My first time

It was twilight as I began loading my skis, poles, and boots into the back of my dad's red and white Chevy pickup, still surprised that he had allowed me to drive his truck to a ski resort. I was glad. I started the engine and allowed it to warm up as I brushed off about an inch of light fluffy snow. The powdery whiteness easily brushed away like feathers. I brushed off a bit of the feathery substance from the red and black Indian-rug style seat cover, and scooted my rear end into driving position. I picked up Merlin and Trujillo, and we were on our way. Looking westerly acrossTooele valley, I could see Deseret Peak illuminated by the first rays of the sun.

There were already gaggles of vehicles in the parking lot when we arrived. Alta! The majestic mountains towered over me. Somewhat intimidated by the spectacle, I put on my boots, which I had rehearsed at home. Then, fumbling with the awkward skis, I did my best to carry them like Merlin who made it look so easy. I could barely control my skis, and they weren't even on my feet yet. We made our way to the ticket booth, and presented the cashier with coupons and cash. In return, she gave us our passes, a bell shaped wire, and a sticker. I watched Merlin thread his wire through a zipper loop on his coat, then peel and fold the sticker in half over the wire. He made it look easy, like he had done it a thousand times. I did my best to emulate his performance, but mine didn't look nearly as neat . My fold didn't match up perfectly, therefore sticky portions of my pass were exposed around the edges, and had to be folded over in an visually untidy manner. But that was the least of my worries. Now it was time to strap on the skis.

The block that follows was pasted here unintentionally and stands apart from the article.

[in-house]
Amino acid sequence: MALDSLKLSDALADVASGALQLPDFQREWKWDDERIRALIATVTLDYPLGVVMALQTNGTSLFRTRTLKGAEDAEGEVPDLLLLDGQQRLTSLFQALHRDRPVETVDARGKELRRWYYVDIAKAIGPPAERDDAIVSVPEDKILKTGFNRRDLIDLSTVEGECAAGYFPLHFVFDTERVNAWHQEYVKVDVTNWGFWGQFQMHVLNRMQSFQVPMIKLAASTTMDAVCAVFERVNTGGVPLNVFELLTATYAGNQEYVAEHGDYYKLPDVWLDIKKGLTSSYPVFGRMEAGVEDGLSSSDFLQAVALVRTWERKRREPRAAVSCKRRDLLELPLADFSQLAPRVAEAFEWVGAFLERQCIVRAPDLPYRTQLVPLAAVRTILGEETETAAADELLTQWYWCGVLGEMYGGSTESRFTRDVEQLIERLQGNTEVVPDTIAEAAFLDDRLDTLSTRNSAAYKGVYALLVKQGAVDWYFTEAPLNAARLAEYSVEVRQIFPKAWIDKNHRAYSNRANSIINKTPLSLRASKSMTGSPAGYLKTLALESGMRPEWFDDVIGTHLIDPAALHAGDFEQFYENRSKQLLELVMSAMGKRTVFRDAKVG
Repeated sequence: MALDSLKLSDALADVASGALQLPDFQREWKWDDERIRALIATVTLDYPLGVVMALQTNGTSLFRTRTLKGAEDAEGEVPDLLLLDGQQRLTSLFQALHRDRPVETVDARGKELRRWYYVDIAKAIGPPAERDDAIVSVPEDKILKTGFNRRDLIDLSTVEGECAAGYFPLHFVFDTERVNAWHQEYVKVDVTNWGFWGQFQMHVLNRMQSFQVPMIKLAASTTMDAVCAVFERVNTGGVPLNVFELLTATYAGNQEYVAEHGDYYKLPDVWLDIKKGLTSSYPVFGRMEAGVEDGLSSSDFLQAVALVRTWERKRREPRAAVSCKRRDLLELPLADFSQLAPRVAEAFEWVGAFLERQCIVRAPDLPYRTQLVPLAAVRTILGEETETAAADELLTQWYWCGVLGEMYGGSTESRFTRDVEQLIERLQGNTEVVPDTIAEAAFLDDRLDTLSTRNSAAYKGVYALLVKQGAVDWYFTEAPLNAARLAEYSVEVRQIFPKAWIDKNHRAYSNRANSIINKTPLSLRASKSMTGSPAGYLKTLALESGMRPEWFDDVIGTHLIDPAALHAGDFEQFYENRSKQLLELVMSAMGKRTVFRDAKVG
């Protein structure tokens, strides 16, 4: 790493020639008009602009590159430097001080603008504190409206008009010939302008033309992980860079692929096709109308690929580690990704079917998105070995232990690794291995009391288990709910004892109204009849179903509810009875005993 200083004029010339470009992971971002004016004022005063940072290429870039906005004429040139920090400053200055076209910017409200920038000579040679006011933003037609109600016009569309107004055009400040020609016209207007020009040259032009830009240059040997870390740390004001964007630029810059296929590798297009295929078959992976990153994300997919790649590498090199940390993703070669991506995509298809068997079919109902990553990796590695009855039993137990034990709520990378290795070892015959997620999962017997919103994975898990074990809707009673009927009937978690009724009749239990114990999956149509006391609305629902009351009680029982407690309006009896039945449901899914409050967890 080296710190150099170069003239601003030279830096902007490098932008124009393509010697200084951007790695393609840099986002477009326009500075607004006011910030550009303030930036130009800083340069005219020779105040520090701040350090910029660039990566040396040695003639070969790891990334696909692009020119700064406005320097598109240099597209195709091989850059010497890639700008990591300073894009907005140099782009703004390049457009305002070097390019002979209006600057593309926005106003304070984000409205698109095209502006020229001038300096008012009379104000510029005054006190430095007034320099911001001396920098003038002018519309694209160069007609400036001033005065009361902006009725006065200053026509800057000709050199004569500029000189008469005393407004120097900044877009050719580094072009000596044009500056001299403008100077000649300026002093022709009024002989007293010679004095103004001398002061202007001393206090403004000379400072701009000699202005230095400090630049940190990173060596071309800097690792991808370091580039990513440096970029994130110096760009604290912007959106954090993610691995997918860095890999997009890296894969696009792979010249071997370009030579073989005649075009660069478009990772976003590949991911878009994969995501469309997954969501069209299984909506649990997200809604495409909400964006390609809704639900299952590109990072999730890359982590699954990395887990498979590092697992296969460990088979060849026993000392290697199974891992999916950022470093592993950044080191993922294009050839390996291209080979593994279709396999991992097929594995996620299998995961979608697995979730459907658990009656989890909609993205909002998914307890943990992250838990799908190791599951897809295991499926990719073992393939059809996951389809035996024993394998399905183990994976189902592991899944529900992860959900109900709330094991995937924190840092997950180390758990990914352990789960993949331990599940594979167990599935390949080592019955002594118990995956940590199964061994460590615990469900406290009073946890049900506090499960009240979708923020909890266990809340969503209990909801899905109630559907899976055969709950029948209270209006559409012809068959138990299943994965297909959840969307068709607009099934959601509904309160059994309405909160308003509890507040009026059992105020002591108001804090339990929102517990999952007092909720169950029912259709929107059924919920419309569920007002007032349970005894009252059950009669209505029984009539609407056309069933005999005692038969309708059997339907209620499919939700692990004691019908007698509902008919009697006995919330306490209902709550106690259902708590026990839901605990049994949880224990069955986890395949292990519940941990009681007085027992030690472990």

I had grown up embracing winter and was no stranger to snow dynamics. I had plunged down steep hillsides on inner-tubes, sleds, and Snerfers. I had hooky-bobbed behind automobiles, bikes, motorcycles, snowmobiles, etc. Nothing prepared me for the experience of strapping boards to my feet and flying down a mountain. When I finally locked in, (which was no easy task), it was worse than learning how to walk all over again. I knew how to walk, but those rules no longer applied. I pushed myself along with my poles, my arms doing 99.97% of the work, (there was a slight breeze), and grabbed hold of the tow rope. I grappled with the cumbersome contraption, and steadily maintained balance as it pulled me across the base of the resort. Ahead, I could see that people were skating away from the tow, and then ascending what seemed like a steep grade which led to a lift. I still hadn't fallen down, and barely maintained balance as I slowly made my way up the grade. It was cold, but I was hot, sweaty and out of breath by the time I made it to the top. As we stood in the long line, I watched closely how the chair was being boarded. I stood sandwiched between Trujillo and Merlin and it was our turn to slide into position. As the chair ahead of us quickly hoisted two passengers away, we made our way to the red line where we were to wait for the chair to come around. It was there before I knew it and scooped us up into the air. As I peered about the canyon from my perch high above the slope, I beheld a beautifully sculpted snowy landscape. Branches of fir trees were weighted by snow as skiers made their way proficiently down the mountain. They made it look so easy. I figured that if all these people could do it, surely I could. After all, I was a natural born athlete capable of incredible things.